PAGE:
On another forum i was suggested this (by someone who i don't think is a dentist)

"Depending on the location/size of the filling and the bonding agents used could explain this. If there is an overfill in a certain area or a small/missed gap when filling the tooth it could leak the taste gradually/constantly giving the bad taste in your mouth.

Best thing to do is go back to the dentist, explain everything to them and kindly ask if they can remove the filling and temporize it/fill it with another material to see if that helps."


It seems bonkers to me to just ask for the filling to be replaced just in case, even after the dentist checked three times and didn't find any problem... am i right to assume that's not a great suggestion?

Is it actually possible for stuff like overfilling, or gaps leaking material to happen on a regular filling? And to cause taste and stuff?
 
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Gordon

Gordon

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I can't see any way that this could happen. If there was a significant area of bonding failure you'd get symptoms from the tooth, see all the many posts on here about it :)
Composite fillings don't have a taste when they're set, they are completely inert, so there's nothing I can think of where unpolymerised composite will be available for you to taste it, if the filling wasn't completely polymerised at the end then you'd have more symptoms than just the taste...
 
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ElaineW93

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I can't see any way that this could happen. If there was a significant area of bonding failure you'd get symptoms from the tooth, see all the many posts on here about it :)
Composite fillings don't have a taste when they're set, they are completely inert, so there's nothing I can think of where unpolymerised composite will be available for you to taste it, if the filling wasn't completely polymerised at the end then you'd have more symptoms than just the taste...
Thanks for the answer!
 
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ElaineW93

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I can't see any way that this could happen. If there was a significant area of bonding failure you'd get symptoms from the tooth, see all the many posts on here about it :)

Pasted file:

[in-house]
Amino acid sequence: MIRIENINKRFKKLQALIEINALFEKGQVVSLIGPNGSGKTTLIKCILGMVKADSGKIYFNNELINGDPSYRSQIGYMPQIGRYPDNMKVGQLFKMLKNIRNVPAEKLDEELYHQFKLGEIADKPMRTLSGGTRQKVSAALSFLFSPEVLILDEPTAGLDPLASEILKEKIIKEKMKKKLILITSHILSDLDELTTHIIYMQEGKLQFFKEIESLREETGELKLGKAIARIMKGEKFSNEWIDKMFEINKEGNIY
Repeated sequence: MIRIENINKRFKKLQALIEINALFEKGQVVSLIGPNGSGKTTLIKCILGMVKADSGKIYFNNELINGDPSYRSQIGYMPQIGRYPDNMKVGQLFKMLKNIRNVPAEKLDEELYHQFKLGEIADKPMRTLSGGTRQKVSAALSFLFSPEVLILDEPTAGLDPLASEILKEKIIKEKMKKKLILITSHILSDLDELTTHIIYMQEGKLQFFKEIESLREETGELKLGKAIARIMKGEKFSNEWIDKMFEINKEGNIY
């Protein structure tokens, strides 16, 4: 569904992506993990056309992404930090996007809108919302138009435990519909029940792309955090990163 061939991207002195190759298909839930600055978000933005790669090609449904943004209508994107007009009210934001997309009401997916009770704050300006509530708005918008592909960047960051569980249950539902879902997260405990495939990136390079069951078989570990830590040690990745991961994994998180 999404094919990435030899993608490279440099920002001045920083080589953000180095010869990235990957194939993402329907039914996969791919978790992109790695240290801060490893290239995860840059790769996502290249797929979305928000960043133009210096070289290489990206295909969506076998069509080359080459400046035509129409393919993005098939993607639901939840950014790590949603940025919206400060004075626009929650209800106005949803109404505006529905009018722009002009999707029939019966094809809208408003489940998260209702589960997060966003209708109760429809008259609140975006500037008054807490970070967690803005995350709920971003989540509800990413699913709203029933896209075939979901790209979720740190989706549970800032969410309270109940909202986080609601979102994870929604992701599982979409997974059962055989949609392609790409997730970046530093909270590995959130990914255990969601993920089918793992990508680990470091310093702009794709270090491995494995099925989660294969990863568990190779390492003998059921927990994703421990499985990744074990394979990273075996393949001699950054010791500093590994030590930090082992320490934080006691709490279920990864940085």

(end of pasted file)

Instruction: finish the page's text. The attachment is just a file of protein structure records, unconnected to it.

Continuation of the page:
Composite fillings don't have a taste when they're set, they are completely inert, so there's nothing I can think of where unpolymerised composite will be available for you to taste it, if the filling wasn't completely polymerised at the end then you'd have more symptoms than just the taste...
Also if i may, two other questions (i know, i'm over obsessing)

1. is it normal for my front teeth to be a bit jagged on the edges (some of the canine seem to have a slight irregular shape, and some of the front front teeth have what i think is bits of chipping?)? It is something that i always noticed but my dentist never brought it up as a problem... I assume that's sort of normal for someone like me who didn't go to the dentist in 20 years, and they don't look awful. Just... like... is that somethign that will bring problems in future (like cavities getting bigger) or is it just a visual thing?

photo for reference:
2. Do my teeth allign correctly from these photos: One of my biggest fears is that this taste has something to deal with teeth shifting out of allignment, which my dentist told me is impossible. But the only person with my same problem i found by googling, was a guy on reddit who, when contacted, told me his problem ended up being because of a bad bite adjustment that made his tooth overcrowd. It is probably unrelated to my problem... but someone looking at my allignment would calm me down a bit...

Thanks again for your patience, i sort of feel like i'm pestering you, but honestly it helps a ton to get answers to all the worst anxiety thought that i get lately, when dealing with this taste problem.

3. You mentioned before that nerve damage isn't likely as the nerves that regulate tastes aren't near the molars/roof of mouth. Is this the same for dry mouth? I'm also having an on and off dry mouth with this taste, and i am very paranoid about it being nerve damage...